Last week’s Saturday upload was 1978’s FREEDOM FORCE, a short-lived Filmation superhero ‘toon that included Super Samurai, whom I described as a “less sci-fi version of Ultraman”.

Now, the name Ultraman has been used in DC comic books for various alternate universe, bad guy counterparts to Superman. It was also used in self-reference by a teenager with superpowers in the late ’80s sitcom MY SECRET IDENTITY. But I wasn’t writing about those guys…

You see, back in the ’60s and early ’70s, Japan sent us a show featuring a giant super-dude doing battle with leftovers from Godzilla’s movies. ULTRAMAN was a live-action program, done with the titular hero in a silver and red wetsuit judo-fighting rubber-suit monsters in the midst of miniature buildings while the Science Patrol flew around in toy planes on strings with small pyrotechnics in them… We freakin’ loved it!!!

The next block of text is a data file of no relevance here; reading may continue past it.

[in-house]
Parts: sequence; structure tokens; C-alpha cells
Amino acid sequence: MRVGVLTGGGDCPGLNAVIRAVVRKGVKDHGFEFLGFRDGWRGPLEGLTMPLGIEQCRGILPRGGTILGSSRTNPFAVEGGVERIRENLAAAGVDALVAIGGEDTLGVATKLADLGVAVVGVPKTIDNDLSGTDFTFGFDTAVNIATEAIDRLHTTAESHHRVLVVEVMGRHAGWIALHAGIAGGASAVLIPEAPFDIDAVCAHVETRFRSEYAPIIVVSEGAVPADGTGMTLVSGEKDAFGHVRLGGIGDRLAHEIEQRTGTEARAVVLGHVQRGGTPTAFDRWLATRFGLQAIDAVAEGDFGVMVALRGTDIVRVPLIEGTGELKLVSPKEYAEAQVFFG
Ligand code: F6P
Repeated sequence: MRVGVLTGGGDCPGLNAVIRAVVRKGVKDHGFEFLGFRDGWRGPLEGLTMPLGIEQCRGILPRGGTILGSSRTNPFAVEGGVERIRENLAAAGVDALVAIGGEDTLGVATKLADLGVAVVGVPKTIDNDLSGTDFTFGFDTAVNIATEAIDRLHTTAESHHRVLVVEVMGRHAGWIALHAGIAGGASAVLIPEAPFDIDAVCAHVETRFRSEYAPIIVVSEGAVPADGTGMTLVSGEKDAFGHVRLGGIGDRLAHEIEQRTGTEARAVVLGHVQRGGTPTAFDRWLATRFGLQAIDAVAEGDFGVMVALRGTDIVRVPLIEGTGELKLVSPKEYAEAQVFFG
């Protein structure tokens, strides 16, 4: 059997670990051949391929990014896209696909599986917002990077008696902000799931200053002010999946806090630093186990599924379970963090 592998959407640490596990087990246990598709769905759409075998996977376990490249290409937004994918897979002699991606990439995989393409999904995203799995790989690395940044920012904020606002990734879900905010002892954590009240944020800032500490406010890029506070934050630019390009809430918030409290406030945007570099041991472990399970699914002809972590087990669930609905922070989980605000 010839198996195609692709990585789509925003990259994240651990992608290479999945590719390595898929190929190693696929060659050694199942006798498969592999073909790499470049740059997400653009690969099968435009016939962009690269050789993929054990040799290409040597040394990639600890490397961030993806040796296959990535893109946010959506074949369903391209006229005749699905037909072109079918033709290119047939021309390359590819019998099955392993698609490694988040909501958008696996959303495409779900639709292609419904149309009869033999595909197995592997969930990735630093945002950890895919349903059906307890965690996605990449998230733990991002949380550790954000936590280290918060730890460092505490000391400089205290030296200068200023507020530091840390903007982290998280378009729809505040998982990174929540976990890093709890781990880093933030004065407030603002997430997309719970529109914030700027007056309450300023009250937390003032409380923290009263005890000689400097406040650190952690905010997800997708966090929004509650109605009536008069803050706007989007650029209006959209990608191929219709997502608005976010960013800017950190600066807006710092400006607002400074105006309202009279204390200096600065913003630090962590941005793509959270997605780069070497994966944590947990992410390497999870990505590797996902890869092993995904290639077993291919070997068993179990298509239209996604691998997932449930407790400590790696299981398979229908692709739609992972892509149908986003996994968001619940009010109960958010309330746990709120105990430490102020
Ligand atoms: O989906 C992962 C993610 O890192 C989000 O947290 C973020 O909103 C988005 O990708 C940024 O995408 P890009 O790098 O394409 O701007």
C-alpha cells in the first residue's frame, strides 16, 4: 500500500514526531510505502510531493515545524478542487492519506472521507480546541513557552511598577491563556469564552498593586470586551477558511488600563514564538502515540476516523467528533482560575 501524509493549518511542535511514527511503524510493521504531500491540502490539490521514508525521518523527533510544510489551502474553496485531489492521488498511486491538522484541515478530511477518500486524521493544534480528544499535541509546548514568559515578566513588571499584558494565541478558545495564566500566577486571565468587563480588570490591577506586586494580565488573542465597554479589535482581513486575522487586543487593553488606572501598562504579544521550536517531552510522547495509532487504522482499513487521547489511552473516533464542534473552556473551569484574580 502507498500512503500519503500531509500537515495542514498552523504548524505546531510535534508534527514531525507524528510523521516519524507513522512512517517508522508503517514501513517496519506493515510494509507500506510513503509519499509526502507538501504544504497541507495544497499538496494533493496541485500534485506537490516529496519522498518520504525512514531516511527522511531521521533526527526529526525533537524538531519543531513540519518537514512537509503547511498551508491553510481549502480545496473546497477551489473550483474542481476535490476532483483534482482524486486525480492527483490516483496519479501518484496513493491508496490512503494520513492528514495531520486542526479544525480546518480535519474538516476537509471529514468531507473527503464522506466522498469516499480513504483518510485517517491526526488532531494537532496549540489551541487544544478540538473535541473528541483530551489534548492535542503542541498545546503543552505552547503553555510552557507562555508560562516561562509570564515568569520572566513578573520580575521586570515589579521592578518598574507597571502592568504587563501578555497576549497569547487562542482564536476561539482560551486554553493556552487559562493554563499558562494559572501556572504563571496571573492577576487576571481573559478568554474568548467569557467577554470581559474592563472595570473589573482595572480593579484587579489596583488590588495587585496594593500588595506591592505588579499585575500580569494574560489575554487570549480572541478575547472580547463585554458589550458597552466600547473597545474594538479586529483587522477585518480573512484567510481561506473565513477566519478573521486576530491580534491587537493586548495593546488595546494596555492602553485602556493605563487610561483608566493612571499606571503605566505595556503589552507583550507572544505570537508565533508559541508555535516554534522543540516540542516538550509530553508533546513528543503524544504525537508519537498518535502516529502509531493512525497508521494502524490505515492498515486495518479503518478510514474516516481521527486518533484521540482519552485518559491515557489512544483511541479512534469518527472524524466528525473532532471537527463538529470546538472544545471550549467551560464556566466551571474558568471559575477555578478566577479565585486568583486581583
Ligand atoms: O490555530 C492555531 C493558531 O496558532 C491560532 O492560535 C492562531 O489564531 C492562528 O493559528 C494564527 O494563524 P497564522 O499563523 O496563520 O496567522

Nippn Sunrise, now known as Sunrise, handled the animation. Ultraman spawned a whole franchise of follow-ups, including cartoons! Today we have a classic bit of Japanimation (from before everyone got uppity and rechristened it ‘anime’) introducing a new incarnation in 2D. From 1979. More from the OldHorseman.




Dragon Riders

Hey kids (of all ages), it’s Saturday Morning Cartoon time again!

A few weeks ago I featured the YOUNG SENTINELS / SPACE SENTINELS, one of Filmation’s rare ventures not involving licensed properties. That show was a single season and mostly forgotten, but one of its characters was recycled the next year in the FREEDOM FORCE, which was broadcast in 1978 as part of the TARZAN AND THE SUPER 7 cartoon block. The oddly Nordic-looking version of the Greek demigod Hercules returned, now riding Pegasus, the winged horse.

Now, why Hercules, who possessed the ability to fly under his own power with the Sentinels, needed a winged horse here is a good question. But Pegasus has always been too popular an image to be confined to the lesser-known hero Bellerophon, his original rider. So he’s been associated with bigger stars like Perseus. (Who didn’t need a winged horse either, since he had the ability to fly thanks to talaria he wore.) Strange paring him with Herc though, as one of the strongman’s legendary labors involved killing Pegasus’ nephew!